NC Wildlife Resources Commission stocks Plateau waters with thousands of trout

The North Carolina Wildlife Resources Commission recently stocked Harris Lake in Highlands and Cashiers Public Pond (behind the library) with thousands of rainbow and brook trout.

Pictured below are Austin Brooks and Jillian Osborne with the NCWRC stocking Harris lake in Highlands with 2,000 trout.

“The public can fish for these trout and can harvest up to seven fish per day,” said NCWRC Assistant Fish Hatchery Superintendent Austin Brooks. “They can use any lure or bait of their choice. Any person ages 16 or older must possess an Inland Fishing license in order to fish. Any youth ages 15 and younger do not need a license to fish.”

Approx. 2,000 trout were put into Harris Lake and 1,000 trout into Cashiers Public Pond.

The trout were transported in a tanker truck. Pictured above Austin Brooks from NCWRC scoops out a net full of trout to put into Harris Lake.

The fish were stocked using two methods. The first was to shoot the fish out of a tube into the water from a truck parked near the shore. However, Brooks and NCWRC Fish Culturalist Jillian Osborne didn’t like how shallow it was near the shore, so they began manually launching the fish from nets to send them out to deeper waters making it easier to acclimate to the new environment.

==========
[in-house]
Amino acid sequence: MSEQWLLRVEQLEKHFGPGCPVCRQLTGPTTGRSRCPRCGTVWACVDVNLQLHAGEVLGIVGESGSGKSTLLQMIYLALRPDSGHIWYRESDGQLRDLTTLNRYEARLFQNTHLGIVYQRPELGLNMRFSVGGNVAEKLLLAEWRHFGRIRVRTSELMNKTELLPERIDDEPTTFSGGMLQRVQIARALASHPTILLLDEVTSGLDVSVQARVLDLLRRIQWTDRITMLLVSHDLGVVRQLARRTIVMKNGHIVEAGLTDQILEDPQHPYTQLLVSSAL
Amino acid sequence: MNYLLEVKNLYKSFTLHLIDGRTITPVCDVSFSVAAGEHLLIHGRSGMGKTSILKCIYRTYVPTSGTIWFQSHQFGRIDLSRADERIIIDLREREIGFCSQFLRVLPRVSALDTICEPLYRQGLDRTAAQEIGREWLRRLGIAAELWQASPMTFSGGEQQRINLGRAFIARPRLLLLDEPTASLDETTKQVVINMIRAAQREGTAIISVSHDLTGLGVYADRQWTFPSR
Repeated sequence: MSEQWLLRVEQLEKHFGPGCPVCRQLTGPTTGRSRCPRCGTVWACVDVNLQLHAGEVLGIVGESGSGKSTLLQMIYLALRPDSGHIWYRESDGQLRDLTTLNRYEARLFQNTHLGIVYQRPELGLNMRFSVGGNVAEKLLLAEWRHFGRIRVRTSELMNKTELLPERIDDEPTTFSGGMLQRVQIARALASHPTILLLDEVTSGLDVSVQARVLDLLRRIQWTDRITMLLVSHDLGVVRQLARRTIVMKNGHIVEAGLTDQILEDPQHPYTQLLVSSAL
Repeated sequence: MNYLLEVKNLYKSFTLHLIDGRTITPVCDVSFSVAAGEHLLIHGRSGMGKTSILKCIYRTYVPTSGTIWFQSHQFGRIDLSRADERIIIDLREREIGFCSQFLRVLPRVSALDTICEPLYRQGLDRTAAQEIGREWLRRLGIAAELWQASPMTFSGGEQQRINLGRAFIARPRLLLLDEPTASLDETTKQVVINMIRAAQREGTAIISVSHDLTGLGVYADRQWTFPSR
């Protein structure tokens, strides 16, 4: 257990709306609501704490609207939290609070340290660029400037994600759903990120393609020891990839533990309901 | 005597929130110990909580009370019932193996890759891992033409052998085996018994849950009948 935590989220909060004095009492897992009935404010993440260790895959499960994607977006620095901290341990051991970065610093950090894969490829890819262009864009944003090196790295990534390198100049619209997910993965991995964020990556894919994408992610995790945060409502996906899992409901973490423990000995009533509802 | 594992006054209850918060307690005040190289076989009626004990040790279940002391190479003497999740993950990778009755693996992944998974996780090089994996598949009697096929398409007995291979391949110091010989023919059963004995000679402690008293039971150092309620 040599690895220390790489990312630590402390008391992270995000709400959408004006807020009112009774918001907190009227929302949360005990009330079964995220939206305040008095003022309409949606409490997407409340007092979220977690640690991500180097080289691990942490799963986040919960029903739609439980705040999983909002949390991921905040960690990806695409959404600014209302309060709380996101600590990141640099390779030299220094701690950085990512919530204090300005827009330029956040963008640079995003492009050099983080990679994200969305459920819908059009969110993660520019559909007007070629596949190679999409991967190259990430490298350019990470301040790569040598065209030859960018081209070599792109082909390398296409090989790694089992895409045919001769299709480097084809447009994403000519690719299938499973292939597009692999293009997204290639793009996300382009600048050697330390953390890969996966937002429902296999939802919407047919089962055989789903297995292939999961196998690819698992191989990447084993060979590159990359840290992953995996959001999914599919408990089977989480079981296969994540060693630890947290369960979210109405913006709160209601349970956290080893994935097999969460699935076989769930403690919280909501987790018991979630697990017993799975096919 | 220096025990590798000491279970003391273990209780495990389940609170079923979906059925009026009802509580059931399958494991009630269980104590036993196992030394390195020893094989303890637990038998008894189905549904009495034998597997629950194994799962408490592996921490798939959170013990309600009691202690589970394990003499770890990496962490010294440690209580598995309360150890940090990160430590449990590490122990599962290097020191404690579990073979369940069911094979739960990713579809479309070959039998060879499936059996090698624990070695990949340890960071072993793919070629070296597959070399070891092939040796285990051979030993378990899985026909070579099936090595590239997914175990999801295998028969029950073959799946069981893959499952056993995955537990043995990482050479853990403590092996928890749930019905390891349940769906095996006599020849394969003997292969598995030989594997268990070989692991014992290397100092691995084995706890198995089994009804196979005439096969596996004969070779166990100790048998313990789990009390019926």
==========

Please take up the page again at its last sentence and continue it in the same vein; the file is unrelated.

Jillian Osborne tosses trout into Harris Lake.

The fish came from the NCWRC’s Bobby N. Setzer State Fish Hatchery located in the Pisgah National Forest near Brevard.

Brooks said the hatchery stocks trout as part of the NCWRC’s “Winter Impoundment Program” when there are surplus trout available to provide additional angling opportunities to the public.  

Airborne trout entering their new home in Harris Lake.

Surplus trout are extra fish that exist at the hatchery once they have met all existing requests for fish. The hatchery in Brevard exists to provide trout for 86 different bodies of water in 12 western North Carolina counties per the requests of Fisheries Management staff.

Jillian Osborne tosses trout to deeper waters to ease their transition.

Licenses can be purchased at the NCWRC’s website HERE.

To learn more about the NCWRC’s fish hatcheries click HERE.

Article and photos by Brian O’Shea
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